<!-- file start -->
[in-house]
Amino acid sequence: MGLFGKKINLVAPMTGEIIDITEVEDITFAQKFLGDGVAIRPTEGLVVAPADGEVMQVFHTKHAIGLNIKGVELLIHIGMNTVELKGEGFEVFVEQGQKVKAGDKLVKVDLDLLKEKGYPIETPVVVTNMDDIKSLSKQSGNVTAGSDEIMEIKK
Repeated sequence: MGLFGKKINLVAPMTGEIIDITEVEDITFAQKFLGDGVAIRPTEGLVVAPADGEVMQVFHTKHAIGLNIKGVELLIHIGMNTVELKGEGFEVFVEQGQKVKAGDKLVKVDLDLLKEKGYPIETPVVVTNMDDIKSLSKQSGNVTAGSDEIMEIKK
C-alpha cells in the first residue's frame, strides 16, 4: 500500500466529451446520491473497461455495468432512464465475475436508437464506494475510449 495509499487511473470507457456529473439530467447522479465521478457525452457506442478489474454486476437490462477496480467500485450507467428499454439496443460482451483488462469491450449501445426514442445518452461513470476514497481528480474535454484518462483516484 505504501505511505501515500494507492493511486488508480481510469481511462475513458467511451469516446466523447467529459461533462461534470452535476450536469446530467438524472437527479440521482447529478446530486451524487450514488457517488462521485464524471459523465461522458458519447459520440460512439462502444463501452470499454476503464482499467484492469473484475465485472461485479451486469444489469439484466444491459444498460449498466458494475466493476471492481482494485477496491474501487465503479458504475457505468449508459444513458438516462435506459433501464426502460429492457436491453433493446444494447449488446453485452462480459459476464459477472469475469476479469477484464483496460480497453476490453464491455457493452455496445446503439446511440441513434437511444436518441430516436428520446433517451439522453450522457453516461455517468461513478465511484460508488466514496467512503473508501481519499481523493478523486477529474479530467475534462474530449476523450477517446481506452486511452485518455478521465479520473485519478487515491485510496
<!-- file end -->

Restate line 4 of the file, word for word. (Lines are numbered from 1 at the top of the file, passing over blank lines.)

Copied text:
C-alpha cells in the first residue's frame, strides 16, 4: 500500500466529451446520491473497461455495468432512464465475475436508437464506494475510449 495509499487511473470507457456529473439530467447522479465521478457525452457506442478489474454486476437490462477496480467500485450507467428499454439496443460482451483488462469491450449501445426514442445518452461513470476514497481528480474535454484518462483516484 505504501505511505501515500494507492493511486488508480481510469481511462475513458467511451469516446466523447467529459461533462461534470452535476450536469446530467438524472437527479440521482447529478446530486451524487450514488457517488462521485464524471459523465461522458458519447459520440460512439462502444463501452470499454476503464482499467484492469473484475465485472461485479451486469444489469439484466444491459444498460449498466458494475466493476471492481482494485477496491474501487465503479458504475457505468449508459444513458438516462435506459433501464426502460429492457436491453433493446444494447449488446453485452462480459459476464459477472469475469476479469477484464483496460480497453476490453464491455457493452455496445446503439446511440441513434437511444436518441430516436428520446433517451439522453450522457453516461455517468461513478465511484460508488466514496467512503473508501481519499481523493478523486477529474479530467475534462474530449476523450477517446481506452486511452485518455478521465479520473485519478487515491485510496